ATHENS, GA. – Surveillance for Salmonella must be accurate and fast to determine whether mitigation strategies are effective in poultry flocks. However, traditional methods for culturing Salmonella can take a minimum of four to five days. But a researcher at the University of Georgia found a potential alternative method for Salmonella culturing that can reduce the time required for isolation.
Experiments also found that CRISPR-SeroSeq was shown to offer a new framework for monitoring Salmonella populations during processing. USPOULTRY and the USPOULTRY Foundation funded the project.
The project goals were to improve Salmonella surveillance by addressing limitations of traditional culturing methods and to trace Salmonella serotypes through a commercial processing plant.
Conventional culturing methods, in addition to being time-consuming, select a small number of colonies. This is a limitation because only the most abundant serotypes are detected while smaller colonies are under-identified. There are more than 2,600 serotypes of Salmonella with a small number related to human illnesses.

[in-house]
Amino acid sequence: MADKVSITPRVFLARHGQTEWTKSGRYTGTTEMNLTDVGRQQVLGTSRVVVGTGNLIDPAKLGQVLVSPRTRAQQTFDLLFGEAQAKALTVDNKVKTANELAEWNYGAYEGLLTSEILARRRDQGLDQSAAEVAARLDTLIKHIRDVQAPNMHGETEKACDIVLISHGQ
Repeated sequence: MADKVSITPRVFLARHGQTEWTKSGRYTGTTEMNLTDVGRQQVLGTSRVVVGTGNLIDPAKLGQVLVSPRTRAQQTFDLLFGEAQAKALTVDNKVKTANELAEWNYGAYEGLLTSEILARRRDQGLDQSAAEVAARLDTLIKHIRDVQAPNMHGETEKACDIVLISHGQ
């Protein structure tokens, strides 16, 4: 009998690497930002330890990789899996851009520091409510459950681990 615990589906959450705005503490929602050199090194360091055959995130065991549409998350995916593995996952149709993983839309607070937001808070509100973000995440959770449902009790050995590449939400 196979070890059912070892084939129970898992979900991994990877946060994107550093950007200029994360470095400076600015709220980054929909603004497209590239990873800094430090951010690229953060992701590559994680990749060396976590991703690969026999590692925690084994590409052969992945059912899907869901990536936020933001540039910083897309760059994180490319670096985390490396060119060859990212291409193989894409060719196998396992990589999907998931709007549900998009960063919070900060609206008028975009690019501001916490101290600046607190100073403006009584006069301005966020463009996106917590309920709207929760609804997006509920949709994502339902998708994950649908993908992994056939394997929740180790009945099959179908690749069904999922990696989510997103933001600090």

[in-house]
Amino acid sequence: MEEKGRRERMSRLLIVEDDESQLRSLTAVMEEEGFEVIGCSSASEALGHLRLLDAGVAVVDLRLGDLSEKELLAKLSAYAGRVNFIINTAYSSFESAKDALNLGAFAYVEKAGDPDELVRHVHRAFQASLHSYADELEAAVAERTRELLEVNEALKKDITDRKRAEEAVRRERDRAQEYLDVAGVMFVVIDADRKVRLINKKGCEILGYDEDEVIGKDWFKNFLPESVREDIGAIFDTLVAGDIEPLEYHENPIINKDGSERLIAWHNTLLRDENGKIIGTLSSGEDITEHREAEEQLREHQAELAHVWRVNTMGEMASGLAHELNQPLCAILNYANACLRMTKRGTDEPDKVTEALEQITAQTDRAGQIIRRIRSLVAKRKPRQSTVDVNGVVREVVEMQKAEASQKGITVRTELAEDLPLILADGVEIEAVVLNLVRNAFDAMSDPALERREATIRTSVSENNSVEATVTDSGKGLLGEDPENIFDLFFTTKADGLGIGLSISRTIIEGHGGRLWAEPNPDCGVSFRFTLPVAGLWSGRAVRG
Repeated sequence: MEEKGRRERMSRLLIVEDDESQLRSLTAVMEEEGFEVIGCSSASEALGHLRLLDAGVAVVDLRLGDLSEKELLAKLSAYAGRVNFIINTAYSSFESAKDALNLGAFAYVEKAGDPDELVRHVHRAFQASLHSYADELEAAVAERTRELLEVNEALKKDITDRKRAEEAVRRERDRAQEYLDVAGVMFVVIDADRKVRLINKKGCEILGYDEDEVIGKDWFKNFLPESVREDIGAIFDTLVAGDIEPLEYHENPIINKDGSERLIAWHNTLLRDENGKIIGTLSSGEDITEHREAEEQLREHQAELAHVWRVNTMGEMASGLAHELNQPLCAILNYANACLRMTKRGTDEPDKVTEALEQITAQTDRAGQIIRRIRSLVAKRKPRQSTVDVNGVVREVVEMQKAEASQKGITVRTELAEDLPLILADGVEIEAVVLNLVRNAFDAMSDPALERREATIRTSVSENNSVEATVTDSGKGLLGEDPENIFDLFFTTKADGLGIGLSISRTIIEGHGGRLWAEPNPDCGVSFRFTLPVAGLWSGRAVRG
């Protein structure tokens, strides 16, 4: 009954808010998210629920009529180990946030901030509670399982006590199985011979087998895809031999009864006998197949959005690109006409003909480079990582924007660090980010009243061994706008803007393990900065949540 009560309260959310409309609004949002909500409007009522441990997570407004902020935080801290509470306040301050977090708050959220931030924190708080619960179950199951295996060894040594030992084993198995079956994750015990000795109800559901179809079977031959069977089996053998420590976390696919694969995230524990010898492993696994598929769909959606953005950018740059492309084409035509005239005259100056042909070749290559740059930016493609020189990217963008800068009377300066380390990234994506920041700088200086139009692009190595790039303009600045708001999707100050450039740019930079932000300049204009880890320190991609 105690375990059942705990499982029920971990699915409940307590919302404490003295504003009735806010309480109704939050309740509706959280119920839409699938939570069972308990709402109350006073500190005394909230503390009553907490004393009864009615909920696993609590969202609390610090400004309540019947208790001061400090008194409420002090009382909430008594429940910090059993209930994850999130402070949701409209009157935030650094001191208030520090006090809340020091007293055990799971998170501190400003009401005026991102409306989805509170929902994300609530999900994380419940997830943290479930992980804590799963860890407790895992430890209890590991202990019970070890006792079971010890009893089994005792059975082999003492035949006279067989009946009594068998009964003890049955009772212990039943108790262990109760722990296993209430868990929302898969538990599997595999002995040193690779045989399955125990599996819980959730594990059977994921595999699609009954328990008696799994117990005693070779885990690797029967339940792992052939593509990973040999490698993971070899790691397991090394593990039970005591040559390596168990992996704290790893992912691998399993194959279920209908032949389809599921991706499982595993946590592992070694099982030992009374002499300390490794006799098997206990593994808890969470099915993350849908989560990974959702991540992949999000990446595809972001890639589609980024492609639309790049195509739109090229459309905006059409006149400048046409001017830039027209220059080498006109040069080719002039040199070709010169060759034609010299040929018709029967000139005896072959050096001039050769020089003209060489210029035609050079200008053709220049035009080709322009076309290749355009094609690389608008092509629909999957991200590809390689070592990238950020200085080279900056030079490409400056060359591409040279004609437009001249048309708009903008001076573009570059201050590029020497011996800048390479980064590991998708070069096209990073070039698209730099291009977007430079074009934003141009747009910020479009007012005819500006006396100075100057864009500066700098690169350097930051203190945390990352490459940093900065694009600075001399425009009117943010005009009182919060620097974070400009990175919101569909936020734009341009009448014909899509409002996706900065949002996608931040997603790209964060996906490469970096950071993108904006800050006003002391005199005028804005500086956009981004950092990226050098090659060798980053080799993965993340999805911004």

Nikki W. Shariat, PhD, assistant professor at the University of Georgia College of Veterinary Medicine and principal investigator, traced Salmonella serotypes at a commercial poultry plant to determine the serotype profiles after each major processing step by sampling carcasses, at both pre- and post-chill, and parts.
Shariat found that “…partially increasing the selectivity of the non-selective pre-enrichment culture step was sufficient to recover Salmonella 24 hours earlier than is the current standard using selective enrichments,” according to a research report. “This approach yielded similar Salmonella prevalence compared to the traditional two-step culture approach.”
To accomplish the second goal of tracing Salmonella serotypes through commercial processing, Shariat compared pre-enriched and enriched serotype profiles from multiple poultry-related sources such as carcasses, broiler house, litter and feed among others. Eighteen different visits were conducted across three processing facilities where samples were collected in duplicate at each visit (one set per processing line), the report stated. CRISPR-SeroSeq was able to detect small amounts of a Salmonella serotype in mixed culture samples.
The research report said, “CRISPR-SeroSeq analyses were performed on 55 samples that were collected over six visits to one plant and multiple serotypes were identified at each stage of processing.”